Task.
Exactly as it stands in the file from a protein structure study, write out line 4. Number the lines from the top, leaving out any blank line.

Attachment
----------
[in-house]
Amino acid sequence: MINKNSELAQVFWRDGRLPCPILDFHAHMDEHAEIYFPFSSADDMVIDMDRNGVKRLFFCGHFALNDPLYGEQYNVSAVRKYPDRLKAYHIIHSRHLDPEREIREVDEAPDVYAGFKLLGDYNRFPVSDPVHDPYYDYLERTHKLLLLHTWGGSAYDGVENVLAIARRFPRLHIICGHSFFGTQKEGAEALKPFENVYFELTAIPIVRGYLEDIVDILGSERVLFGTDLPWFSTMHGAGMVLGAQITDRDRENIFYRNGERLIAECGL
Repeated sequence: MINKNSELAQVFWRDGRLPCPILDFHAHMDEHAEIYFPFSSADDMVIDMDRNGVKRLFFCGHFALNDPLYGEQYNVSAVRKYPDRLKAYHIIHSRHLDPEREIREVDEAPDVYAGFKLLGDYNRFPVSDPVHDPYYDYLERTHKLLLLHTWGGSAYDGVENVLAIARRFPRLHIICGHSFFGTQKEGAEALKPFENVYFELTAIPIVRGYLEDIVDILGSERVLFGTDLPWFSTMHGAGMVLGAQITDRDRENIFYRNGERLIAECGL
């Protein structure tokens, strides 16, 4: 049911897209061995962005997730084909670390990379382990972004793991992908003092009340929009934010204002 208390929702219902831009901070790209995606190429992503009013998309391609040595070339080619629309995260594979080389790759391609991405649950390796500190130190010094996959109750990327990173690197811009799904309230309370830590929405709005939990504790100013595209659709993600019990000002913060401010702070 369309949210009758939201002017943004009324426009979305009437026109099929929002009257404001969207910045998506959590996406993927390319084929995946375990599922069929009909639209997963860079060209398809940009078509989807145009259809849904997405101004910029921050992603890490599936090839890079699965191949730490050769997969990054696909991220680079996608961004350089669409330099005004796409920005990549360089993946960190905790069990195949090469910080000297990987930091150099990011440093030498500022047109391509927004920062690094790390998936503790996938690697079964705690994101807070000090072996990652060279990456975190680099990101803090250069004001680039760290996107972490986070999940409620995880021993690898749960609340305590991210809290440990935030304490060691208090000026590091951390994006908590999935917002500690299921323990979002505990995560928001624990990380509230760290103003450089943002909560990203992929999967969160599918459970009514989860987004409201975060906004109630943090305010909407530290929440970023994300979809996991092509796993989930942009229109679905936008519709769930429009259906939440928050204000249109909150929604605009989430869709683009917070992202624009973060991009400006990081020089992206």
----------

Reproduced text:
């Protein structure tokens, strides 16, 4: 049911897209061995962005997730084909670390990379382990972004793991992908003092009340929009934010204002 208390929702219902831009901070790209995606190429992503009013998309391609040595070339080619629309995260594979080389790759391609991405649950390796500190130190010094996959109750990327990173690197811009799904309230309370830590929405709005939990504790100013595209659709993600019990000002913060401010702070 369309949210009758939201002017943004009324426009979305009437026109099929929002009257404001969207910045998506959590996406993927390319084929995946375990599922069929009909639209997963860079060209398809940009078509989807145009259809849904997405101004910029921050992603890490599936090839890079699965191949730490050769997969990054696909991220680079996608961004350089669409330099005004796409920005990549360089993946960190905790069990195949090469910080000297990987930091150099990011440093030498500022047109391509927004920062690094790390998936503790996938690697079964705690994101807070000090072996990652060279990456975190680099990101803090250069004001680039760290996107972490986070999940409620995880021993690898749960609340305590991210809290440990935030304490060691208090000026590091951390994006908590999935917002500690299921323990979002505990995560928001624990990380509230760290103003450089943002909560990203992929999967969160599918459970009514989860987004409201975060906004109630943090305010909407530290929440970023994300979809996991092509796993989930942009229109679905936008519709769930429009259906939440928050204000249109909150929604605009989430869709683009917070992202624009973060991009400006990081020089992206």